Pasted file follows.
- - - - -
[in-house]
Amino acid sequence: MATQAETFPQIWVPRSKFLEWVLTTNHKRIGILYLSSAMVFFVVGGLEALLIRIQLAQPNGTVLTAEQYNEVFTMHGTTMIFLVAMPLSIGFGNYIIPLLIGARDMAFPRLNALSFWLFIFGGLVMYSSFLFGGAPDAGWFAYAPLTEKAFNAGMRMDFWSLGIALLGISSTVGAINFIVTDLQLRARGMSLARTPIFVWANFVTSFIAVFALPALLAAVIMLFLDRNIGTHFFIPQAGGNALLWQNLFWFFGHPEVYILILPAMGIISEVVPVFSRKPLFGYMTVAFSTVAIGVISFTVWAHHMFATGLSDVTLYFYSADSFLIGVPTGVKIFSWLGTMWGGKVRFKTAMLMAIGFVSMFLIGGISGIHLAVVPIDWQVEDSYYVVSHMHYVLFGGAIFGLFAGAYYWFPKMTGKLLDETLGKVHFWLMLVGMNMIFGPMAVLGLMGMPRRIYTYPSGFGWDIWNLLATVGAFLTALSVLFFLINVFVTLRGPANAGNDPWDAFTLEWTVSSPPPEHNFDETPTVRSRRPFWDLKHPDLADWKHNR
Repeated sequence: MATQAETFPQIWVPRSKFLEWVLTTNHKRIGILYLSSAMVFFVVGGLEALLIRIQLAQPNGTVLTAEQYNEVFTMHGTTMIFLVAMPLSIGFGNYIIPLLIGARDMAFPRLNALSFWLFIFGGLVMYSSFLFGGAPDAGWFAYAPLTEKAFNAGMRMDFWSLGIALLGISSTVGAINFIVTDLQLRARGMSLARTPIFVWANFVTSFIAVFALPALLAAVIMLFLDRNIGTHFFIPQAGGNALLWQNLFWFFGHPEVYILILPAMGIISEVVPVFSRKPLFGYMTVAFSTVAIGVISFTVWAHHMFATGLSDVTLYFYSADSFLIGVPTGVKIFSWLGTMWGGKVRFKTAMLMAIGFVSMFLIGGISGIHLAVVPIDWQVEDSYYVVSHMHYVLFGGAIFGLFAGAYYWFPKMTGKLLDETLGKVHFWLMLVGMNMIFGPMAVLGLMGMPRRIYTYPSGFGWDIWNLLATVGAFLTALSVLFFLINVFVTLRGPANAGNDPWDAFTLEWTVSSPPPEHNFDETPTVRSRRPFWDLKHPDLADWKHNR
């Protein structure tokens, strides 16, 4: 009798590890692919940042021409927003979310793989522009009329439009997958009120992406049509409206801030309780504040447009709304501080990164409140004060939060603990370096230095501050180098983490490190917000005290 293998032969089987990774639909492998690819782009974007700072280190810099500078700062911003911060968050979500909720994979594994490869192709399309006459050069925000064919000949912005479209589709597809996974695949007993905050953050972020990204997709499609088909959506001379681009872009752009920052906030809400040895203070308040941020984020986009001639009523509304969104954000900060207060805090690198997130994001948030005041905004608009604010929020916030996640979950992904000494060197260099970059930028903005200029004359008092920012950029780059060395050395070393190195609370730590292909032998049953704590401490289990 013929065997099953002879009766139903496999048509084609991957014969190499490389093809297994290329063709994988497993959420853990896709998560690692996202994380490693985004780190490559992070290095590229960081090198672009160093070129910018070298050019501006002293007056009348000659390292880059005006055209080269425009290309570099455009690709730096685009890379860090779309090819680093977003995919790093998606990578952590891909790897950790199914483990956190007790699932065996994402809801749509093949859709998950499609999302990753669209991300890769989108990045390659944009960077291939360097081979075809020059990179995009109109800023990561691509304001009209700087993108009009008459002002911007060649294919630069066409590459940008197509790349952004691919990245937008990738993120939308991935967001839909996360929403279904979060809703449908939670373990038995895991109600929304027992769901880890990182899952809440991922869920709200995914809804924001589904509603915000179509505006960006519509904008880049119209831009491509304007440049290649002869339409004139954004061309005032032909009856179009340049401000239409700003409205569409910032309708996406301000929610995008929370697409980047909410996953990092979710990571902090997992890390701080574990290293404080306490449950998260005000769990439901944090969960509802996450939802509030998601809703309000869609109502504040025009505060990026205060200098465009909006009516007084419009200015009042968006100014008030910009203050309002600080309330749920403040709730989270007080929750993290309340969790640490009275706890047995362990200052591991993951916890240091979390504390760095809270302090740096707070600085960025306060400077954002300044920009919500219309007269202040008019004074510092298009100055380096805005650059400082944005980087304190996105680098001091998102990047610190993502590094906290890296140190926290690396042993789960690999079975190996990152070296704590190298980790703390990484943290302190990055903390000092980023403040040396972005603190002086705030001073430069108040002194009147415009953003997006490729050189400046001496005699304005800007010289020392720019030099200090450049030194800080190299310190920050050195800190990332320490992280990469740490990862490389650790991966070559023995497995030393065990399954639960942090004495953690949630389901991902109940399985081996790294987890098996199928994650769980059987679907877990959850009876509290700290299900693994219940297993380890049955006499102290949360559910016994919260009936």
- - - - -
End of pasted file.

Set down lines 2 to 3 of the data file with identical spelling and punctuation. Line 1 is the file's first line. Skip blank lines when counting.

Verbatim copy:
Amino acid sequence: MATQAETFPQIWVPRSKFLEWVLTTNHKRIGILYLSSAMVFFVVGGLEALLIRIQLAQPNGTVLTAEQYNEVFTMHGTTMIFLVAMPLSIGFGNYIIPLLIGARDMAFPRLNALSFWLFIFGGLVMYSSFLFGGAPDAGWFAYAPLTEKAFNAGMRMDFWSLGIALLGISSTVGAINFIVTDLQLRARGMSLARTPIFVWANFVTSFIAVFALPALLAAVIMLFLDRNIGTHFFIPQAGGNALLWQNLFWFFGHPEVYILILPAMGIISEVVPVFSRKPLFGYMTVAFSTVAIGVISFTVWAHHMFATGLSDVTLYFYSADSFLIGVPTGVKIFSWLGTMWGGKVRFKTAMLMAIGFVSMFLIGGISGIHLAVVPIDWQVEDSYYVVSHMHYVLFGGAIFGLFAGAYYWFPKMTGKLLDETLGKVHFWLMLVGMNMIFGPMAVLGLMGMPRRIYTYPSGFGWDIWNLLATVGAFLTALSVLFFLINVFVTLRGPANAGNDPWDAFTLEWTVSSPPPEHNFDETPTVRSRRPFWDLKHPDLADWKHNR
Repeated sequence: MATQAETFPQIWVPRSKFLEWVLTTNHKRIGILYLSSAMVFFVVGGLEALLIRIQLAQPNGTVLTAEQYNEVFTMHGTTMIFLVAMPLSIGFGNYIIPLLIGARDMAFPRLNALSFWLFIFGGLVMYSSFLFGGAPDAGWFAYAPLTEKAFNAGMRMDFWSLGIALLGISSTVGAINFIVTDLQLRARGMSLARTPIFVWANFVTSFIAVFALPALLAAVIMLFLDRNIGTHFFIPQAGGNALLWQNLFWFFGHPEVYILILPAMGIISEVVPVFSRKPLFGYMTVAFSTVAIGVISFTVWAHHMFATGLSDVTLYFYSADSFLIGVPTGVKIFSWLGTMWGGKVRFKTAMLMAIGFVSMFLIGGISGIHLAVVPIDWQVEDSYYVVSHMHYVLFGGAIFGLFAGAYYWFPKMTGKLLDETLGKVHFWLMLVGMNMIFGPMAVLGLMGMPRRIYTYPSGFGWDIWNLLATVGAFLTALSVLFFLINVFVTLRGPANAGNDPWDAFTLEWTVSSPPPEHNFDETPTVRSRRPFWDLKHPDLADWKHNR